And yet despite the book’s many flaws, something of Gzowski’s magical, melancholy character comes through, just as it did for years over the airwaves. It’s a shame that a man who meant so much to millions of Canadians was cursed with such a pedestrian biographer.


April 4th, 2008

The slow, sad decline of CBC Radio 2 continues apace, and has been well reported. So it might seem just a little petty to complain about something as insignificant as the official “voice” of the radio: “Promo-boy.” The successor to the the widely despised “promo-girl,” “promo-boy” is unique in that he has defaced not only Radio 1, but the previously sacrosanct confines of Radio 2, with his inane commentary and irritating diction.

Here’s a sample of his promo spots for upcoming programs: One performer’s “fresh style is always original.” Another performer’s “signature vulnerable performances are punctuated by driving rhythms.” But an absolute gem was dispensed just a couple days ago in a promo spot for a concert by Marie-Jo Thériault. It’s a beaut, complete with redundancies, plenty of meaningless descriptive phrases, and even a problem with verb conjugation at the end. Take 20 seconds out of your day and have a listen:

Audio clip: Adobe Flash Player (version 9 or above) is required to play this audio clip. Download the latest version here. You also need to have JavaScript enabled in your browser.

Her passion moves an audience with genuine emotion. Her musical vision is swift, deep, and transports the listener. And, her Acadian roots not only define her music, but defines her as an artist. She’s Marie-Jo Thériault, on the next Canada Live.

Naomi KleinAbu Ghraib got you down? Massacres in Falluja making you feel blue? Try a drop or two of Bach Rescue Remedy–it’s recommended by none other than Naomi Klein! After the release of the Abu Ghraib photos, she confesses that she felt a little off-kilter. “It was scary to be a Westerner,” she tells a Styles reporter in today’s New York Times. “A lot of reporters were on Valium.”

Klein opted for something more “homeopathic” to clear up her condition. Despite her endorsement, unfortunately, Klein insists that she has “no real sense that [the product] works. I think of it like a kind of talisman. I like the old-fashioned country-doctor packaging.”

Garth Turner has a well-earned reputation as an independent-minded Member of Parliament. I voted Conservative in the last election largely because of his support for gay marriage. I even joined the Conservative Party to help defend him against a nomination challenge. (After Stephen Harper turfed him out of caucus last year, I promptly tore up my membership card.)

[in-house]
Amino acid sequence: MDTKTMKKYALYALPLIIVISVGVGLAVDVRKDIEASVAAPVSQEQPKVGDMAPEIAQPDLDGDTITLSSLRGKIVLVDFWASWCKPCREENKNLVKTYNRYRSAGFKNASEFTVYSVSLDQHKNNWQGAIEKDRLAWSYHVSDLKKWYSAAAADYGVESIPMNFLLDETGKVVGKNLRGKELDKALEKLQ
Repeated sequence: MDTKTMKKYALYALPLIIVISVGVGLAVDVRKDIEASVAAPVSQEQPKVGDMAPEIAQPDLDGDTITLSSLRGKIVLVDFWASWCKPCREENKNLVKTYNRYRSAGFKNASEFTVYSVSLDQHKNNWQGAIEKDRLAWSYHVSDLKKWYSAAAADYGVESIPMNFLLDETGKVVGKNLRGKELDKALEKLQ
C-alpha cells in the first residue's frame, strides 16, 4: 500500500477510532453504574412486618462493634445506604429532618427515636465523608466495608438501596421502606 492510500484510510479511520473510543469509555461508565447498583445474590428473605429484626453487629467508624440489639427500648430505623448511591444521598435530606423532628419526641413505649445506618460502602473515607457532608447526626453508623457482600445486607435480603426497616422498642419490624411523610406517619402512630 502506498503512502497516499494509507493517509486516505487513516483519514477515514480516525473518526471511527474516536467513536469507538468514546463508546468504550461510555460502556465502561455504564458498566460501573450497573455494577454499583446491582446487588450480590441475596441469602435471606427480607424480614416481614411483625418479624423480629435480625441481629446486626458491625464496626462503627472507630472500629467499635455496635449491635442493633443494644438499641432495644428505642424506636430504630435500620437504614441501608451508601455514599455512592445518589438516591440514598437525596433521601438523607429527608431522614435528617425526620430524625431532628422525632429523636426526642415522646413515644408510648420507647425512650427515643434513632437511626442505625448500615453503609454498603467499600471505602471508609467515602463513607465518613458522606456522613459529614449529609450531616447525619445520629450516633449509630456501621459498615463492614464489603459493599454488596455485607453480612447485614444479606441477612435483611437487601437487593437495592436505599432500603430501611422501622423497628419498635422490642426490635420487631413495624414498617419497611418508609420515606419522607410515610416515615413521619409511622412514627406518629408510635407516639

He is sanctimonious and self-aggrandizing, but what politician isn't?

But beginning with his ill-advised decision to join the Liberal Party — after criticizing other MPs for switching party allegiance — Turner has gradually shed his reputation as an honorable and principled political actor. The last straw, for me, was this report from a couple days ago, on his current trip out west.

In Edmonton there was a top-of-the-lung rant by a pesky senior, decrying all things Conservative; a dire prediction I ‘ll be tossed out of the Liberal party by Stephane Dion within 30 months for my unique pain-in-the-ass qualities; an anti-immigrant tirade that almost caused a dustup in the audience; several pleas that oil come second to the environment; and the intervention by a pack of young Liberals who showed up to argue Nine Eleven was an inside job, and Canada is morally bankrupt to be fighting George Bush’s illegal war in Afghanistan.

Actually, that last group was persuasive. Not that I buy the conspiracy theory – not yet, anyway. But I was struck by their fervour and commitment. They loaded me up with literature and CDs, and made me promise I would blog about this. And I did.

There are two things that struck me about this passage. First of all, 9-11 conspiracy theories are apparently considered unremarkable in the Liberal Party. It's one thing for individual Liberals to quietly grumble such nonsense among friends; it's quite another for a "pack" of them to feel comfortable in publicly haranguing an MP on the subject. This should be national news, IMHO.

Second, and most depressing, is Turner's cowardice. He's not quite ready to don the tin-foil hat ("not yet, anyway"), but gosh those boys were "persuasive."

What an ass.

Repetitive. And Repetitious.

August 9th, 2007

Warren Kinsella in today's National Post:

Graffiti is ubiquitous; it's everywhere.

And one paragraph later, in case you didn't get it:

It's all over the place. . . . 

Kinsella is always tiresome. Tedious too.

Trash Talking

August 1st, 2007

Can reading a book rot your brains? Last week's article in the New York Times about the children's book series, Junie B. Jones, got me thinking.

The journalist does a good job of drawing the controversy over the books to battles over phonics and "whole language." And her summary of Junie B. Jones' voice is almost perfect:

And though she is the narrator of the stories, she struggles with grammar. Her adverbs lack the suffix “ly”; subject and object pronouns give her problems, as do possessives; she usually isn’t able to conjugate irregular past tense verbs; and words like funnest and beautifuller are the mainstays of her vocabulary.

I say "almost perfect" because the problem with the books isn't that Junie "struggles with grammar." It's that she doesn't struggle with grammar. Her grammar is, in fact, as strict and rule-bound as a mathematical equation. Unlike most children, in fact, Junie doesn't slip up with irregular verbs — she conjugates them uniformly incorrectly. Junie's solecisms don't bother me most — it's her lack of imagination and literal adherence to a small set of rules. She doesn't sound like a child to me — she sounds like a robot.